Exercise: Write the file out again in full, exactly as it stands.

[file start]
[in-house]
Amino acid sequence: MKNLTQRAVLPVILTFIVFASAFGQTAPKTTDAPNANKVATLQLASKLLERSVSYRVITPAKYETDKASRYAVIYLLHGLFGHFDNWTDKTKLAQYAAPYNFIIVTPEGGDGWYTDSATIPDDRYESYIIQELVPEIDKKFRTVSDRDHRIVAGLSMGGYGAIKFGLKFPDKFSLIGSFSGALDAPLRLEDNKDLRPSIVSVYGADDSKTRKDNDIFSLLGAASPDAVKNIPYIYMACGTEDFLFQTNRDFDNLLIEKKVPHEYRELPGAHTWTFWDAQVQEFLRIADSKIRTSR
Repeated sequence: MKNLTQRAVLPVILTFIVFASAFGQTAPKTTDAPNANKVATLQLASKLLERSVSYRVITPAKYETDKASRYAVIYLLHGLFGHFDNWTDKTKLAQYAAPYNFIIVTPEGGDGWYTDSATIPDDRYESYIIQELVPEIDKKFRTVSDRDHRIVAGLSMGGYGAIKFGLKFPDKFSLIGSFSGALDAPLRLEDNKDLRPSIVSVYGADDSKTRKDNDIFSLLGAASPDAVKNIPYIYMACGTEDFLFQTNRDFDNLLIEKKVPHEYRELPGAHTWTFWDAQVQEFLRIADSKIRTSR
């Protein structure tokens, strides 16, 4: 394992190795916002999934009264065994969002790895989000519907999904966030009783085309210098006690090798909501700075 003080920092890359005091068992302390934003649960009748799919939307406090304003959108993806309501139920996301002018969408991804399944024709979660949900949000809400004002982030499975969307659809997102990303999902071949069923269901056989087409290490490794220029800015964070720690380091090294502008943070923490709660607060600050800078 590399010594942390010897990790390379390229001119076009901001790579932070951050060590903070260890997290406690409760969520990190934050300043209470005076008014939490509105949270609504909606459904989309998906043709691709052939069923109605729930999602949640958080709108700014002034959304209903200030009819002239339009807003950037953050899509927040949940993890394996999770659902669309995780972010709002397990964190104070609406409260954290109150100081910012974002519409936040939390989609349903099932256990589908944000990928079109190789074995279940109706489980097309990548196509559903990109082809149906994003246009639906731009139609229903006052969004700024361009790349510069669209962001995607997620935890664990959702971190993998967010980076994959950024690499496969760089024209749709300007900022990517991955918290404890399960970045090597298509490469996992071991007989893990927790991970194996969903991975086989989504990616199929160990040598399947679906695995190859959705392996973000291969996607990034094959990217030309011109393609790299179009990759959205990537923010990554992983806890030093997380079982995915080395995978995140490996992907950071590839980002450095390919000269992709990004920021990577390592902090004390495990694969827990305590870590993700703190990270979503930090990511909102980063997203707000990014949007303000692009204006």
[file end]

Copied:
[in-house]
Amino acid sequence: MKNLTQRAVLPVILTFIVFASAFGQTAPKTTDAPNANKVATLQLASKLLERSVSYRVITPAKYETDKASRYAVIYLLHGLFGHFDNWTDKTKLAQYAAPYNFIIVTPEGGDGWYTDSATIPDDRYESYIIQELVPEIDKKFRTVSDRDHRIVAGLSMGGYGAIKFGLKFPDKFSLIGSFSGALDAPLRLEDNKDLRPSIVSVYGADDSKTRKDNDIFSLLGAASPDAVKNIPYIYMACGTEDFLFQTNRDFDNLLIEKKVPHEYRELPGAHTWTFWDAQVQEFLRIADSKIRTSR
Repeated sequence: MKNLTQRAVLPVILTFIVFASAFGQTAPKTTDAPNANKVATLQLASKLLERSVSYRVITPAKYETDKASRYAVIYLLHGLFGHFDNWTDKTKLAQYAAPYNFIIVTPEGGDGWYTDSATIPDDRYESYIIQELVPEIDKKFRTVSDRDHRIVAGLSMGGYGAIKFGLKFPDKFSLIGSFSGALDAPLRLEDNKDLRPSIVSVYGADDSKTRKDNDIFSLLGAASPDAVKNIPYIYMACGTEDFLFQTNRDFDNLLIEKKVPHEYRELPGAHTWTFWDAQVQEFLRIADSKIRTSR
């Protein structure tokens, strides 16, 4: 394992190795916002999934009264065994969002790895989000519907999904966030009783085309210098006690090798909501700075 003080920092890359005091068992302390934003649960009748799919939307406090304003959108993806309501139920996301002018969408991804399944024709979660949900949000809400004002982030499975969307659809997102990303999902071949069923269901056989087409290490490794220029800015964070720690380091090294502008943070923490709660607060600050800078 590399010594942390010897990790390379390229001119076009901001790579932070951050060590903070260890997290406690409760969520990190934050300043209470005076008014939490509105949270609504909606459904989309998906043709691709052939069923109605729930999602949640958080709108700014002034959304209903200030009819002239339009807003950037953050899509927040949940993890394996999770659902669309995780972010709002397990964190104070609406409260954290109150100081910012974002519409936040939390989609349903099932256990589908944000990928079109190789074995279940109706489980097309990548196509559903990109082809149906994003246009639906731009139609229903006052969004700024361009790349510069669209962001995607997620935890664990959702971190993998967010980076994959950024690499496969760089024209749709300007900022990517991955918290404890399960970045090597298509490469996992071991007989893990927790991970194996969903991975086989989504990616199929160990040598399947679906695995190859959705392996973000291969996607990034094959990217030309011109393609790299179009990759959205990537923010990554992983806890030093997380079982995915080395995978995140490996992907950071590839980002450095390919000269992709990004920021990577390592902090004390495990694969827990305590870590993700703190990270979503930090990511909102980063997203707000990014949007303000692009204006």